Creating an eLearning instructional design

eLearning is a term describing the use of technology in delivering educational content to learners. It has become a common practice among organisations that offer online training to deliver courseware through eLearning platforms. Still, it’s important to note that these platforms are not synonymous with eLearning instructional design. Instead, they are simply tools that can be used to create a more comprehensive learning program.

There are several different ways you can incorporate an eLearning component into your company’s learning strategy:

  • As part of a larger learning program (e.g., onboarding new employees)
  • As self-directed learning modules offered through your intranet or extranet site

Designing the course

The instructional design process is a series of steps that can be followed to create an effective, engaging eLearning course. The steps are:

  • Consider the audience
  • Decide on the learning objectives for your course and make sure they align with your organisation’s goals and priorities.
  • Design all of your content to support the learning objectives and provide learners with the knowledge and skills necessary to meet those objectives.
  • Develop a user-centred environment that makes sense for what you want to teach (and how). This will include choosing appropriate media, creating realistic scenarios and environments, and designing activities that engage learners in critical thinking rather than rote memorisation or simple practice activities such as “drilling” or “mimesis.”

Interactive eLearning design

All good eLearning courses include at least one of these elements to make them interactive:

  • Use branching. Branching is a method of presenting information where the learner can choose which path they want to take. This is an engaging way for them to learn because it gives them control over their learning experience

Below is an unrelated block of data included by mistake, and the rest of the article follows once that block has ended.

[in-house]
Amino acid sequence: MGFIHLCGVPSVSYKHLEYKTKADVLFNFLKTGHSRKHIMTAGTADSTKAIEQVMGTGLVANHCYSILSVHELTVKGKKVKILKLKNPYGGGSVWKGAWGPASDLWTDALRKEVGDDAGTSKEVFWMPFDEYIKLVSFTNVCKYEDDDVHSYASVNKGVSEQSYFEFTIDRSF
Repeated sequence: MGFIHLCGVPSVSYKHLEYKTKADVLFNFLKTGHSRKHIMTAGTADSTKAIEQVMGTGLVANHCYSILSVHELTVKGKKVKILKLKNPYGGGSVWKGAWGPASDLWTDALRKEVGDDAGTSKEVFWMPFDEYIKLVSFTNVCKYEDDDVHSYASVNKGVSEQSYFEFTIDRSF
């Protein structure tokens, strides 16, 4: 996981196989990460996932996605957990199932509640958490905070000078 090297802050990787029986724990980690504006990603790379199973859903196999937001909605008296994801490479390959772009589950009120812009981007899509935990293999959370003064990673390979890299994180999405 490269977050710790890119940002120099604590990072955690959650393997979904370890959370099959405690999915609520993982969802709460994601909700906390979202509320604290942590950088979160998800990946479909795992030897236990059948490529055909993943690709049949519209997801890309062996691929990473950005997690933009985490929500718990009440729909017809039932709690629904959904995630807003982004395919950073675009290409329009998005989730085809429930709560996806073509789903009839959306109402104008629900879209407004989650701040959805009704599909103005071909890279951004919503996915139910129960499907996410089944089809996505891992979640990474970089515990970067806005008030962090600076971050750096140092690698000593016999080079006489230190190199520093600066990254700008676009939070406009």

• Use multimedia. Multimedia lets you incorporate audio and video clips into your course design, helping learners visualise concepts more clearly than just plain text or bullet points could be on their own!
  • Use animation and sound effects. Animation and sound effects are great tools for making your content more interesting while also helping keep learners engaged during a lesson by keeping their attention focused on what’s happening on the screen in front of them instead of drifting off into other thoughts (which could happen if there weren’t animations). These two elements go hand-in-hand when used together because the animation will tend not to be as effective without some accompanying soundtrack.

Design for accessibility

Accessibility is a design principle that aims to make content available to many people. Regarding eLearning design, this means ensuring your course is accessible for all learners regardless of their disabilities or learning styles. It’s not just about people with disabilities—accessibility is about designing better experiences for everyone!

Universal design for learning (UDL)

Universal Design for Learning (UDL) is a design approach that focuses on the needs of all learners, not just those with disabilities. It addresses the cognitive and social differences between individuals. UDL can be applied to the development of any course or instructional material—whatever your learning objectives are, and you’re likely to have some students who will struggle with them based on their age, accessibility needs or other personal traits. The goal of UDL is to ensure that everyone can succeed in your course regardless of their circumstances.


This article has helped you learn about creating an eLearning instructional design. The steps covered include defining your goals and desired outcome, creating a storyboard with illustrations or screenshots, and planning your course by thinking through each step in detail.

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